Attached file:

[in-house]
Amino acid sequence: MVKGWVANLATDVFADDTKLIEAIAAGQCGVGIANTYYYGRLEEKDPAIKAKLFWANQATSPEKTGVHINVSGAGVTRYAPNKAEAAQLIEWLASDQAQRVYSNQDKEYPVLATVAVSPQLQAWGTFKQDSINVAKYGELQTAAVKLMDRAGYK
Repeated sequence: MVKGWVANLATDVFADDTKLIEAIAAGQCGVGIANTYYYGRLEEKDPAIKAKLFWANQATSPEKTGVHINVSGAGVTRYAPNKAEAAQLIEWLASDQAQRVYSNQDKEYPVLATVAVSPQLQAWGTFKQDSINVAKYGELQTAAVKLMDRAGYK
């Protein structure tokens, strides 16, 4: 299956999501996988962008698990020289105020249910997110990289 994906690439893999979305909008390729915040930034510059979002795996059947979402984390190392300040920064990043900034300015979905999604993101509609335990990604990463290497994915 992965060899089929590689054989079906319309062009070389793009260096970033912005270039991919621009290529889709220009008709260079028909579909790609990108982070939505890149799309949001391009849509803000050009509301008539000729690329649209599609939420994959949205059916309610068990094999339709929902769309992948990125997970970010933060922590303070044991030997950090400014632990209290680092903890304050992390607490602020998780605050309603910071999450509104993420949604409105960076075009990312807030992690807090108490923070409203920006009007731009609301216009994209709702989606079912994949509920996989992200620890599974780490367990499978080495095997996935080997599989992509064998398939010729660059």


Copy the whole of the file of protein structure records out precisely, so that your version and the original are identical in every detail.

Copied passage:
[in-house]
Amino acid sequence: MVKGWVANLATDVFADDTKLIEAIAAGQCGVGIANTYYYGRLEEKDPAIKAKLFWANQATSPEKTGVHINVSGAGVTRYAPNKAEAAQLIEWLASDQAQRVYSNQDKEYPVLATVAVSPQLQAWGTFKQDSINVAKYGELQTAAVKLMDRAGYK
Repeated sequence: MVKGWVANLATDVFADDTKLIEAIAAGQCGVGIANTYYYGRLEEKDPAIKAKLFWANQATSPEKTGVHINVSGAGVTRYAPNKAEAAQLIEWLASDQAQRVYSNQDKEYPVLATVAVSPQLQAWGTFKQDSINVAKYGELQTAAVKLMDRAGYK
């Protein structure tokens, strides 16, 4: 299956999501996988962008698990020289105020249910997110990289 994906690439893999979305909008390729915040930034510059979002795996059947979402984390190392300040920064990043900034300015979905999604993101509609335990990604990463290497994915 992965060899089929590689054989079906319309062009070389793009260096970033912005270039991919621009290529889709220009008709260079028909579909790609990108982070939505890149799309949001391009849509803000050009509301008539000729690329649209599609939420994959949205059916309610068990094999339709929902769309992948990125997970970010933060922590303070044991030997950090400014632990209290680092903890304050992390607490602020998780605050309603910071999450509104993420949604409105960076075009990312807030992690807090108490923070409203920006009007731009609301216009994209709702989606079912994949509920996989992200620890599974780490367990499978080495095997996935080997599989992509064998398939010729660059």